On Saturday we went to Carcassonne for the Anem Oc! demonstration in support of the Occitan language and official recognition of the fact that it is spoken over the whole of southern France, into the alpine valleys of northern Italy and in the Val d’Aran in the Pyrenees, in Catalunya – the only place where it is an official language. The atmosphere was lively, festive, noisy and fun and there were about 25,000 people on the march through the streets of Carcassonne and up to the Cité, the old medieval town.
|There was a wonderful mix of fun and politics – women on stilts, Occitan, Breton, Basque and Catalan flags, and banners demanding liberty for the language and an end to fascism.|
There were traditional Occitan music groups who marched with us through the streets, the bangs of fire crackers and the cheerful shouts from the crowds of people of all ages from small children to young people to the middle aged and older. It was an exciting and inspiring event.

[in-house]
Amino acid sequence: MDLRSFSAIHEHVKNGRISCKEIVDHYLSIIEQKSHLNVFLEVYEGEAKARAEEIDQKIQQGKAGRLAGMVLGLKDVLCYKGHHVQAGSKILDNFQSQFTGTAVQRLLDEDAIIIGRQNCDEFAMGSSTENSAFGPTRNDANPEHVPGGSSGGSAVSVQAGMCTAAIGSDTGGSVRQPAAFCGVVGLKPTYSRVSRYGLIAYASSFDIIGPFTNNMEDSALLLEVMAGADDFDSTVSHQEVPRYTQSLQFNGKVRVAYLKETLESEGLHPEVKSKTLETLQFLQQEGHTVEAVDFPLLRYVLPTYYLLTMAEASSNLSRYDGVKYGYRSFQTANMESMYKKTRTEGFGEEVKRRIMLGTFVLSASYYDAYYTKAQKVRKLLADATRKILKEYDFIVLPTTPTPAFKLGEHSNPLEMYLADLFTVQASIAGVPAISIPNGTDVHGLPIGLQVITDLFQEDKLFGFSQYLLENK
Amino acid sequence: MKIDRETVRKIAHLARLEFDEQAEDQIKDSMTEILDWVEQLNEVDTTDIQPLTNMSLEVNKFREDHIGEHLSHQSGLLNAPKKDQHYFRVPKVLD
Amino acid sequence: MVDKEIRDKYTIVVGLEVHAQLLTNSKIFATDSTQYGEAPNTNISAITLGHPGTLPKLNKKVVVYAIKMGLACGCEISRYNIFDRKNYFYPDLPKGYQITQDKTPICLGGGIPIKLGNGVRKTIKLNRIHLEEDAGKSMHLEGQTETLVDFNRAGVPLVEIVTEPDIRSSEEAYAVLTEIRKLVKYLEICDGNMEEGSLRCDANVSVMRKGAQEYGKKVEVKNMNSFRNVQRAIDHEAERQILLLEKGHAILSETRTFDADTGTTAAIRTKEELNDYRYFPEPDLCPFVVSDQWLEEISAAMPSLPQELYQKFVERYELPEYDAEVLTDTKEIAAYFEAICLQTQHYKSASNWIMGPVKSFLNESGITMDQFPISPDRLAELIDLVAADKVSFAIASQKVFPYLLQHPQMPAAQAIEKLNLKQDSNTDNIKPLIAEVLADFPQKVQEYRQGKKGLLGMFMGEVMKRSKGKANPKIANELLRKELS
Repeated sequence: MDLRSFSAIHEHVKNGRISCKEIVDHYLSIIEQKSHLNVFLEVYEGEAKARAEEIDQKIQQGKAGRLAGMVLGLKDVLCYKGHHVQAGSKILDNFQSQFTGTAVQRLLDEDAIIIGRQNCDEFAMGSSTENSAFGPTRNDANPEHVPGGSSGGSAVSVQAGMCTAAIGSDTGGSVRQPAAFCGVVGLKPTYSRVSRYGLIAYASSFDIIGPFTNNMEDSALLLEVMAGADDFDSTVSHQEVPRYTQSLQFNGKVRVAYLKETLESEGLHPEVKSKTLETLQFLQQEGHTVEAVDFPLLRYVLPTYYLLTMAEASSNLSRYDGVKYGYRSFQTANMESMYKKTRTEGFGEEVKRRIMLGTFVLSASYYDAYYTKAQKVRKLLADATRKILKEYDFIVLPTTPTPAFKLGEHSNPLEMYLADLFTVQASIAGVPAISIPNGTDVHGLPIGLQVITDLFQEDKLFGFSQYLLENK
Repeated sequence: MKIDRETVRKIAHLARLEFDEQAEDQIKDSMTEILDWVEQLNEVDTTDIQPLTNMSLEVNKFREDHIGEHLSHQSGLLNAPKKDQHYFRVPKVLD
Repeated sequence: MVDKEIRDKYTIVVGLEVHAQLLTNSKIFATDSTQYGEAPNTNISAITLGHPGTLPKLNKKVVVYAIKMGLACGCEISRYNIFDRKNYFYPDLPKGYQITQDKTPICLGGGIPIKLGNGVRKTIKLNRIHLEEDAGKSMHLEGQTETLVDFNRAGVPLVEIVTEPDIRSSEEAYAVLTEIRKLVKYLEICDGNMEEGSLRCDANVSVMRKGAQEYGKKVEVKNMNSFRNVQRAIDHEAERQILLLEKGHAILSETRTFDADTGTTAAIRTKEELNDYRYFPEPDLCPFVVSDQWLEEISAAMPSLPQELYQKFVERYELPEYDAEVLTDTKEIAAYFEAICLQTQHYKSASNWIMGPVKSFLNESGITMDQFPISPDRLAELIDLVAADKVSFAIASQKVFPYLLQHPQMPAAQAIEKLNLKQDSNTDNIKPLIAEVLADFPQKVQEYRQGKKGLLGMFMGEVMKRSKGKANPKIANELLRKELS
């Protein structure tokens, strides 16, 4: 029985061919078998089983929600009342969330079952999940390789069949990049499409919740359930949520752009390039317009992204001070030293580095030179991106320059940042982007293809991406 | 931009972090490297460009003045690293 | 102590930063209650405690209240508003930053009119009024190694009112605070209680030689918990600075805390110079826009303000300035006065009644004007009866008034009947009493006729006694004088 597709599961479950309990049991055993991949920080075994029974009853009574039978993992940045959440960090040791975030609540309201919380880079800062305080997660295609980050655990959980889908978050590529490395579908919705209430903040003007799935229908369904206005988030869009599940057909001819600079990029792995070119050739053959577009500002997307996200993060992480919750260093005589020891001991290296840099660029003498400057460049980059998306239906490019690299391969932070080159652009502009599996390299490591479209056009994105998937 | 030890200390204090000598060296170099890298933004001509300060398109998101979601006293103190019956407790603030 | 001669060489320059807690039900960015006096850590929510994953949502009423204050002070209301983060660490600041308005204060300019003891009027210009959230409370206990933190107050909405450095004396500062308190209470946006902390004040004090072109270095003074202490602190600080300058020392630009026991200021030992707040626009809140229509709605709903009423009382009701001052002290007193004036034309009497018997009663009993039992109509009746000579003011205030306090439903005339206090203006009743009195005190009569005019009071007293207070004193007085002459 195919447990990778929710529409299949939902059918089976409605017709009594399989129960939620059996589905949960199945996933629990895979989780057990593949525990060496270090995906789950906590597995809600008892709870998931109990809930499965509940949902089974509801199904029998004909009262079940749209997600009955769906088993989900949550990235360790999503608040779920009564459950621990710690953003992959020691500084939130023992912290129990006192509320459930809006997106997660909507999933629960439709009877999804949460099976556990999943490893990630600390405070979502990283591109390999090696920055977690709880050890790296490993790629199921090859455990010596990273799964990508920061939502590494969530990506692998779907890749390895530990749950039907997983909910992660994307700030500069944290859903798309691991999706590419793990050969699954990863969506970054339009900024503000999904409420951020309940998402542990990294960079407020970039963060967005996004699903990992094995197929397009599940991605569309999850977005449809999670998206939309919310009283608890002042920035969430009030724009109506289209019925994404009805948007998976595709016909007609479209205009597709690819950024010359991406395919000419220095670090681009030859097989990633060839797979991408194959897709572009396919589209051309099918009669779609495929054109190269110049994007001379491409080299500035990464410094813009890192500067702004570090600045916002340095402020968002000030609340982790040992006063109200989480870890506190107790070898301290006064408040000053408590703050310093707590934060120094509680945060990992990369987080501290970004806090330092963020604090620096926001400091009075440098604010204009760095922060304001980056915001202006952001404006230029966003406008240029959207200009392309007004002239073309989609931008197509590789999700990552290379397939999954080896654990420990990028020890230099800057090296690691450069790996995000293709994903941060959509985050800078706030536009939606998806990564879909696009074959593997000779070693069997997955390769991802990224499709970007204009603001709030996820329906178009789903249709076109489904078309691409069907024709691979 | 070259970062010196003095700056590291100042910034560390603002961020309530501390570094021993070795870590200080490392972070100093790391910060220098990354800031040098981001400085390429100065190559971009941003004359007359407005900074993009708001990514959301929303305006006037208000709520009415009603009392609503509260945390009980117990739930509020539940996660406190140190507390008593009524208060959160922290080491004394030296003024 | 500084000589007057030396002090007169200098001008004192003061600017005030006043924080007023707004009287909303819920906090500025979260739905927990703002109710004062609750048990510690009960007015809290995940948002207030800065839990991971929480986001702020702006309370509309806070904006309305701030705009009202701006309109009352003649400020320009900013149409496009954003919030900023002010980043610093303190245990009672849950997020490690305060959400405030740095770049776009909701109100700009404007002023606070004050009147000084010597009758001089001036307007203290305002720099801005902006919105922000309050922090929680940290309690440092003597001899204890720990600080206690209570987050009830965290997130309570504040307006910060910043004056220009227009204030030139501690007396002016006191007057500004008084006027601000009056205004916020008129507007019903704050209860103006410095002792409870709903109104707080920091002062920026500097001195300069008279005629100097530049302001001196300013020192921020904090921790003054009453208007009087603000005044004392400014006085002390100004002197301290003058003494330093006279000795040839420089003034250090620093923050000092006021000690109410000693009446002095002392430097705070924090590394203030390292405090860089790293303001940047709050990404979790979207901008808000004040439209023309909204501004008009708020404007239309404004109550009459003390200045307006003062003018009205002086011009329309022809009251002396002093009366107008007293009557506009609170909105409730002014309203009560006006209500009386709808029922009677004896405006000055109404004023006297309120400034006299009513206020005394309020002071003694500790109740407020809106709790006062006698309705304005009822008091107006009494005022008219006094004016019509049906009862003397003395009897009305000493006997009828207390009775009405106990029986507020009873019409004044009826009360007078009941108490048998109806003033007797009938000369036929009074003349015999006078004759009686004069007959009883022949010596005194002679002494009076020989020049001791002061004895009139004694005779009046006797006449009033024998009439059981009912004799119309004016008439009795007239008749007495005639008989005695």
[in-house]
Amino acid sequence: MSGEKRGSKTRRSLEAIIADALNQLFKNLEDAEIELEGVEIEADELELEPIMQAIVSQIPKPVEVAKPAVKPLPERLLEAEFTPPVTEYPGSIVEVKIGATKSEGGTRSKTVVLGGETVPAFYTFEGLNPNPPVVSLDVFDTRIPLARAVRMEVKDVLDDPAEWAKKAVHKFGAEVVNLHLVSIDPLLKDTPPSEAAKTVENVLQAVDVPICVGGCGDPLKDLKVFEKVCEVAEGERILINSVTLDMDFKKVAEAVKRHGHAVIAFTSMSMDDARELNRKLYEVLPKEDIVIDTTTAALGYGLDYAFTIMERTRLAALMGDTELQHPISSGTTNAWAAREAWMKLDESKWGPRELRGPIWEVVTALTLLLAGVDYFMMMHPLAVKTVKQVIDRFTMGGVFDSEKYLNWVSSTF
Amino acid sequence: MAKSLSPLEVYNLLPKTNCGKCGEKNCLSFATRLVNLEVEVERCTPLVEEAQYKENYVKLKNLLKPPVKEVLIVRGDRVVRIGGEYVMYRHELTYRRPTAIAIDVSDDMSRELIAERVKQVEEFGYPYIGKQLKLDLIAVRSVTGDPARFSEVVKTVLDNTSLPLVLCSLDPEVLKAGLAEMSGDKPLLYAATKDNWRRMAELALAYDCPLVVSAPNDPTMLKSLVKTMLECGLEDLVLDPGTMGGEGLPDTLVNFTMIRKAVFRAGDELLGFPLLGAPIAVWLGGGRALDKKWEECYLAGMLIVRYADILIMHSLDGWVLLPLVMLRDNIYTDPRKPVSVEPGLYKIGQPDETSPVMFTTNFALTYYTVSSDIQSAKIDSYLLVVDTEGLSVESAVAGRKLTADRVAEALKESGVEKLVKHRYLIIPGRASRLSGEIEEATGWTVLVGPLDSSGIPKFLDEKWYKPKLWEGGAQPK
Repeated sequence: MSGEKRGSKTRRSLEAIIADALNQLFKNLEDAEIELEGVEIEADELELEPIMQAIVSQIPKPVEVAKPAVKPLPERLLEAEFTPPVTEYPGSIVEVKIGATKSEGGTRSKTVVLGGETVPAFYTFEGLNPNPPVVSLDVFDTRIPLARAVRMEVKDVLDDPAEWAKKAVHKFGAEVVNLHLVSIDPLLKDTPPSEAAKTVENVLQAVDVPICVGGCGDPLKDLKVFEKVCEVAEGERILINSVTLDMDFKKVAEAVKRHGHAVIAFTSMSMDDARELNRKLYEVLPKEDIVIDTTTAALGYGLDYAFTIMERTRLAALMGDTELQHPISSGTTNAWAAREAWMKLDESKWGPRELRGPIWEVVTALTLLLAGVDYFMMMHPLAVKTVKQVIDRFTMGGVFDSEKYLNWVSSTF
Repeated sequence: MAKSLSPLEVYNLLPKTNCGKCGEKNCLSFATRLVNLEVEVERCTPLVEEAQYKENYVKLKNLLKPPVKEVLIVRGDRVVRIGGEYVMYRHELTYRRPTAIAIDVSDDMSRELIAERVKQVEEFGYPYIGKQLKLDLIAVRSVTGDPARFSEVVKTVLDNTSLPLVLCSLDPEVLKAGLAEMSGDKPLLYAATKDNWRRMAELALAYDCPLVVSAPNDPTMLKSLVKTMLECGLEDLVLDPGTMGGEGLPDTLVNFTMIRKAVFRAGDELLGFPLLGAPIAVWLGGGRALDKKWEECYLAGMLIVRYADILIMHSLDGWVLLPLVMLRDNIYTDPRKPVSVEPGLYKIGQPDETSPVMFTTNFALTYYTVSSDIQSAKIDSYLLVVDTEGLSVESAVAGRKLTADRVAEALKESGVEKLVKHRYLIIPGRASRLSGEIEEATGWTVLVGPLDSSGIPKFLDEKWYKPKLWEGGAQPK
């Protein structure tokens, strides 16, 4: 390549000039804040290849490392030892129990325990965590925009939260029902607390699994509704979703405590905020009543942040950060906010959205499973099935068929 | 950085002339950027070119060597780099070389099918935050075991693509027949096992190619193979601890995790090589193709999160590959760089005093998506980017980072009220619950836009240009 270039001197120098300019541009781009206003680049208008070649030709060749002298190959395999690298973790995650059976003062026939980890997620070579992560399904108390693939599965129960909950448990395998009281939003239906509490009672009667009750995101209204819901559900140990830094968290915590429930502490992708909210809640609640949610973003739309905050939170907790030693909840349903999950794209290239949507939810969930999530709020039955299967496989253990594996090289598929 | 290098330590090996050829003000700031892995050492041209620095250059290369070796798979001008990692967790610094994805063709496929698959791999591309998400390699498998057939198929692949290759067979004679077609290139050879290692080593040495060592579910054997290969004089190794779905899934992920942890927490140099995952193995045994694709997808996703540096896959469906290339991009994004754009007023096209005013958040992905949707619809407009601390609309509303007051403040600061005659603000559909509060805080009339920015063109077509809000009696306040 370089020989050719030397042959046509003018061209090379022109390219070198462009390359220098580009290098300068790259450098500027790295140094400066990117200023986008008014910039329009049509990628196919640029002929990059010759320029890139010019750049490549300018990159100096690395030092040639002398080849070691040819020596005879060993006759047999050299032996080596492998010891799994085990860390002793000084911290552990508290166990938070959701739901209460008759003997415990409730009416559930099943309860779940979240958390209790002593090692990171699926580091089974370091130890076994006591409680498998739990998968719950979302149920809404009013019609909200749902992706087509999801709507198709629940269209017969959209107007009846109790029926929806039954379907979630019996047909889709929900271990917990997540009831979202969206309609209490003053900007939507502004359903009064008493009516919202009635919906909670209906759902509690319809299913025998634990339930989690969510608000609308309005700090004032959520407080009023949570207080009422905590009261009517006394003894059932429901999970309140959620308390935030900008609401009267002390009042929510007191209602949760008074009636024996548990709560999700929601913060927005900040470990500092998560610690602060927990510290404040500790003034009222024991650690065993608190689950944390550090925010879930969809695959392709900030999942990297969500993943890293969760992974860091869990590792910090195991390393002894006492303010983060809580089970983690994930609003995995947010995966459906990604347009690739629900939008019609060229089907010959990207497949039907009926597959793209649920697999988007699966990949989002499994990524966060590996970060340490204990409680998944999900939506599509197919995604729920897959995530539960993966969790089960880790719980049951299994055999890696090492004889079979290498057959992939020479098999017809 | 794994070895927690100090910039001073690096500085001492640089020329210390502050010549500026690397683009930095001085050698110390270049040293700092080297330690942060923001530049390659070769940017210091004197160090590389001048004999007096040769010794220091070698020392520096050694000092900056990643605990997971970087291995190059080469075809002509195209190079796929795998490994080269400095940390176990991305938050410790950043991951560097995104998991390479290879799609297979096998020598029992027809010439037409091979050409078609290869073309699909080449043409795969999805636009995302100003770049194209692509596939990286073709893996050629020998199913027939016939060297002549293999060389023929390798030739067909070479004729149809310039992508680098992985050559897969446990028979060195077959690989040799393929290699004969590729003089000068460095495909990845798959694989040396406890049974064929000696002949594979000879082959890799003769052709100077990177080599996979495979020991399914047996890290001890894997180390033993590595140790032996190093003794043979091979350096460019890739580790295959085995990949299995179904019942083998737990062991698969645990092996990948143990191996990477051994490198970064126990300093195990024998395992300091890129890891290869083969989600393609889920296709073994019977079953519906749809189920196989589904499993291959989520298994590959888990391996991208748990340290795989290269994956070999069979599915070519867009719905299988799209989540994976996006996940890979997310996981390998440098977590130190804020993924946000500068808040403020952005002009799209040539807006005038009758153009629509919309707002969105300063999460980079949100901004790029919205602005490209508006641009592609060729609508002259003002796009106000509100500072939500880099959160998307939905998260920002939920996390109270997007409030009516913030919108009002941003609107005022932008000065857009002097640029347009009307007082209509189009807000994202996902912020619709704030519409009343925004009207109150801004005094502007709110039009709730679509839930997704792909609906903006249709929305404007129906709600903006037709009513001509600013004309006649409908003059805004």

It took several hours for the last of the demonstrators to reach the Cité. There is a connection with the issues I usually write about on this blog, too.
The movement for Occitan language and culture is connected closely with campaigns for the environment in this part of France, and this has been so ever since the early 1970s when there were protests against the proposed extension of a military base on the Larzac plateau. These historic links were represented here by some demonstrators who carried flags depicting the cardabela, the carline thistle, symbol of the Larzac where it grows, and the present-day links were there too in the campaign literature of the Partit Oc (the Occitan Party) demanding the protection of the locally based agriculture and food of the region, as well as more Occitan schools and a better TV service.
There are more photos on Flickr: here.
Back home in the garden we found that the plants had benefited from the heavy rain we had last week and now the warm sun has returned to bring the second spring we usually have at this time of the year. We’ve sown broad beans, Spanish habas and peas, and planted cabbages, lettuces and cauliflowers which are all settling in well. And the warm weather has brought out more late blooms, including these passiflora flowers.